by Jamie in Tennessee
I'm not sure when it all started, but I think I've always dealt with depression. I just didn't always understand it. The first memory I have of it was when I was six and my grandfather died. I remember trying to hide my feelings because I thought I felt different than everyone else. I wouldn't even cry. Everyone thought I was too young for it to bother me, so I didn't let them know it did. I was always socially withdrawn because we moved around a lot, so I didn't have any friends except my sisters and brother. When I was seven, my oldest sister (who is 10 years older than me) started to molest me.
I'm not sure why, I guess now I think it was just a normal sexual curiosity she had. It didn't last for long, I'm not sure how long, but she got pregnant and ran away before I turned 8. Life just went on as normal from then on. I didn't know there was anything wrong with what she had done at the time.
When I was 13, a guy I was talking to raped me. It was the turning point of my mental health. I knew that was wrong, but I didn't say anything, partly because I was scared he would hurt me again and partly because I was so embarrassed and ashamed. It ate away at me until I couldn't take it anymore. I started telling my teachers that I didn't want to live any more, but my parents just ignored it, even when I cut my wrist. A teacher sent me to the hospital and I was admitted for 32 days. I was put on meds, but my parents took me off of them when I got out. They thought all I needed was some prayer. I tried to battle it on my own after that. I never let them know anything was wrong. I would cut myself, but only in places that I could cover up so they wouldn't know.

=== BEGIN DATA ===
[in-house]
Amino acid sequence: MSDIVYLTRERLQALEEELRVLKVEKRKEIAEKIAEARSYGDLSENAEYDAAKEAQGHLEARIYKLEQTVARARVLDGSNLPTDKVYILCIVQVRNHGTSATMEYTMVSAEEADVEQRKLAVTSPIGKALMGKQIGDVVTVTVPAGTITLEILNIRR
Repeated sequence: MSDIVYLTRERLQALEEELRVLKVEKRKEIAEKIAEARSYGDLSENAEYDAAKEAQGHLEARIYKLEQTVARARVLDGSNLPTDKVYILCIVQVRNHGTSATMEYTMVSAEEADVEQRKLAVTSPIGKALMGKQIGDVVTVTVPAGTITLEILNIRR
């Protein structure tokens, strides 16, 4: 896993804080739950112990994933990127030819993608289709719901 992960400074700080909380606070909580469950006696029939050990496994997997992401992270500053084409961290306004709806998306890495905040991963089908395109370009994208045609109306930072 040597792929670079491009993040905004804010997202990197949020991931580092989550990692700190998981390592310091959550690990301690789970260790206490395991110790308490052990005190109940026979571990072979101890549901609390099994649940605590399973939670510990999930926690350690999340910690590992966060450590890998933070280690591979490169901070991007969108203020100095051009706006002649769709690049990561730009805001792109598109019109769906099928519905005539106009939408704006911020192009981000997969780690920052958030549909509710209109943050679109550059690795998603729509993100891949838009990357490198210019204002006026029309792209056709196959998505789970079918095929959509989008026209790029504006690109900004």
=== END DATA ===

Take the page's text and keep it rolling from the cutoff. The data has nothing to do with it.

I was raped a second time by a guy that I knew, only this time it went on for a few months. He would come over to the house a lot and every time he did he would do whatever he wanted to me.
I got married to a guy that I only knew for 3 months so I could get out of the house. I did okay at handling things until after my first 2 boys were born. I had two miscarriages before my third son. That's when I began to notice a change. After he was born, my husband left us and cheated on me. We got back together, but things have never been the same. I started to get so depressed that I couldn't do anything, I just didn't have the energy. I started cutting all the time. It became like an addiction and I couldn't stop. It got so bad that I went to my primary care doctor and he admitted me in a mental hospital.
I had to go to the state hospital because I didn't have any insurance. After I left the hospital, they set me up with state insurance that covers only mental health and I was also set up with the mental health facility in my area. It was the worst place I'd ever seen and just made things worse. I was scared to say anything to anyone because I didn't want to go back. It became so bad that I couldn't hide it from my husband anymore. I quickly spiraled out of control and became a regular at other mental health hospitals. Over the summer last year I was admitted 8 times in a 3 month period. I began drinking all the time because I had to drown out the emotions. I had never experienced something so strong that I had no control of. I was set up with weekly appointments with my therapist and bi-weekly appointments with my psychologist. It didn't seem to help. I was dealing with a husband that was emotionally and sexually abusive. The husband hasn't changed much, but I have.